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Depositing Pd Ohmic Contact Layers on Semiconductor Devices

IP.com Disclosure Number: IPCOM000091992D
Original Publication Date: 1968-Aug-01
Included in the Prior Art Database: 2005-Mar-05
Document File: 1 page(s) / 12K

Publishing Venue

IBM

Related People

Totta, PA: AUTHOR

Abstract

This method facilitates the depositing of a Pd ohmic contact layer in contact holes in an encapsulating oxide layer for a device. In various contact metallurgy systems for semiconductor devices, an ohmic contact layer between the conductor metallurgy stripe and the semiconductor surface is required. Such ohmic contact layers are typically formed by depositing Pt on the wafer, sintering to form Pt(x) Si(x) in the holes, and subsequently etching in aqua regia to take away the excess unreacted Pt of the oxide. However, the sintering of Pt, normally done at 550 degrees to 700 degrees C, can cause undesirable changes in the distribution of the doping impurities in the device.

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Depositing Pd Ohmic Contact Layers on Semiconductor Devices

This method facilitates the depositing of a Pd ohmic contact layer in contact holes in an encapsulating oxide layer for a device. In various contact metallurgy systems for semiconductor devices, an ohmic contact layer between the conductor metallurgy stripe and the semiconductor surface is required. Such ohmic contact layers are typically formed by depositing Pt on the wafer, sintering to form Pt(x) Si(x) in the holes, and subsequently etching in aqua regia to take away the excess unreacted Pt of the oxide. However, the sintering of Pt, normally done at 550 degrees to 700 degrees C, can cause undesirable changes in the distribution of the doping impurities in the device. Further, other difficulties are presented in the evaporating of Pt, particularly in stripping the excess Pt with hot aqua regia followed by a hot chromic acid and buffered etch.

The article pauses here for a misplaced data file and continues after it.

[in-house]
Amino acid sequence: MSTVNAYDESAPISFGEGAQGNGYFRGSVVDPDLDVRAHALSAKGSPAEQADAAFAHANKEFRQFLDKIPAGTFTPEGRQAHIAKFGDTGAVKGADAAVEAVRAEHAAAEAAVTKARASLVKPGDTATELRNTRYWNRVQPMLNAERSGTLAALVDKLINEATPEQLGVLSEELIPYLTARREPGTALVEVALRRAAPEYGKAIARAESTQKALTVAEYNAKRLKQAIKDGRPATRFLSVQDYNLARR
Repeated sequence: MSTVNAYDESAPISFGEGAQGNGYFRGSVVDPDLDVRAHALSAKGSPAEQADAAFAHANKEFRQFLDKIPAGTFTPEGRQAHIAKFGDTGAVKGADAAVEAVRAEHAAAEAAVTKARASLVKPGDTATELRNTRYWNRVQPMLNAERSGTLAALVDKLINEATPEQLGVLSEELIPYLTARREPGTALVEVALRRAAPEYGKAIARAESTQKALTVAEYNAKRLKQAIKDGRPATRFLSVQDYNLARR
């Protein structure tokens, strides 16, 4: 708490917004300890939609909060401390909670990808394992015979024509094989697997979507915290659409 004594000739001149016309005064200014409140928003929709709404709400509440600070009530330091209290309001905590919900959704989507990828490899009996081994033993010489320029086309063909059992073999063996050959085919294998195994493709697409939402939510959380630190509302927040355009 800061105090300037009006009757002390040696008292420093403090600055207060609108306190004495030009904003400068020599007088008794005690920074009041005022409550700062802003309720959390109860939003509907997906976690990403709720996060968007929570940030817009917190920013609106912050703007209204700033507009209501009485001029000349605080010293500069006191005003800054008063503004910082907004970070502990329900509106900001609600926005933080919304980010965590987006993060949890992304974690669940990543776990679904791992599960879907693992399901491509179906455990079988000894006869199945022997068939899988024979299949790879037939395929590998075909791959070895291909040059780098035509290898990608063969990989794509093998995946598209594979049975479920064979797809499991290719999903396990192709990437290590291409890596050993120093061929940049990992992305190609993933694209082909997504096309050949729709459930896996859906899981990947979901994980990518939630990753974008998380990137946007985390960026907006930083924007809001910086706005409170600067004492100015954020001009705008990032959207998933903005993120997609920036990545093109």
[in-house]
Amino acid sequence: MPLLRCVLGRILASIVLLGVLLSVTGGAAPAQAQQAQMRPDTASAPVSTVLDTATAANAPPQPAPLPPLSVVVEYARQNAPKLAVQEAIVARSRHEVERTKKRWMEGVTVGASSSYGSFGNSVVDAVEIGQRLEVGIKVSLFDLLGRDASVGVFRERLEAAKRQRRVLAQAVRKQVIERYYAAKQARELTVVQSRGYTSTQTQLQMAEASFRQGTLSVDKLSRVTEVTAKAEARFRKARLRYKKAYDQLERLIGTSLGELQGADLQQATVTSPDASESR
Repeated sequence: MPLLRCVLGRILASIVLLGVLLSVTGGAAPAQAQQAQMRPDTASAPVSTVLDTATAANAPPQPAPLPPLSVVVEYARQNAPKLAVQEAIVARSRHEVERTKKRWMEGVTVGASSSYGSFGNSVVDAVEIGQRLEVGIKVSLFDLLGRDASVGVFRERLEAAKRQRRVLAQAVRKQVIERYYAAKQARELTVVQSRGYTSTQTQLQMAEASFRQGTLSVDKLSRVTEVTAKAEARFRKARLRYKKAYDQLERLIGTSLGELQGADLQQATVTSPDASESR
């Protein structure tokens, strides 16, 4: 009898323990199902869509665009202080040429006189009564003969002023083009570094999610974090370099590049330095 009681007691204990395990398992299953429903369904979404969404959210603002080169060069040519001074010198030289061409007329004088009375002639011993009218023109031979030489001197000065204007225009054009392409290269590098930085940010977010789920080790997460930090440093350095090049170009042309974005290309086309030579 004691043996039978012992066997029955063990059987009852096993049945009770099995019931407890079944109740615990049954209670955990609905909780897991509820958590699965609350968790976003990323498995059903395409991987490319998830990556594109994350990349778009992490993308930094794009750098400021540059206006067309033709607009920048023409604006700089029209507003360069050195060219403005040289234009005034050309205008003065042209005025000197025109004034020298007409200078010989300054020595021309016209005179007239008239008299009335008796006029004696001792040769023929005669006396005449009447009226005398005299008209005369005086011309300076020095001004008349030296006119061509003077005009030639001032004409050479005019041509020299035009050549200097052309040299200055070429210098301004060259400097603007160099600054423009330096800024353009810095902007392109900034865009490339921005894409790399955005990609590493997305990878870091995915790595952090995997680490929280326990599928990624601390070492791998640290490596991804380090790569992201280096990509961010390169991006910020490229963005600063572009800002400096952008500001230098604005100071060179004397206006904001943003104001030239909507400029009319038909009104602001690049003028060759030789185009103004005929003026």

This process of forming an ohmic contact in openings in the encapsulation layer consists of these steps. A thin layer of SiO(2) is sputter-deposited over the phosphosilicate glass encapsulating layer. Contact holes in the layer are opened to expose the semiconductor surface. A layer of Pd is deposited over the SiO(2) layer and into the holes, such layer being approximately 500 angstroms in thickness. The Pd is sintered in the holes by heating to approximately 350 degrees to 550 degrees C to form palladium silicide. The wafer is dipped in a buffer etch. The etch r...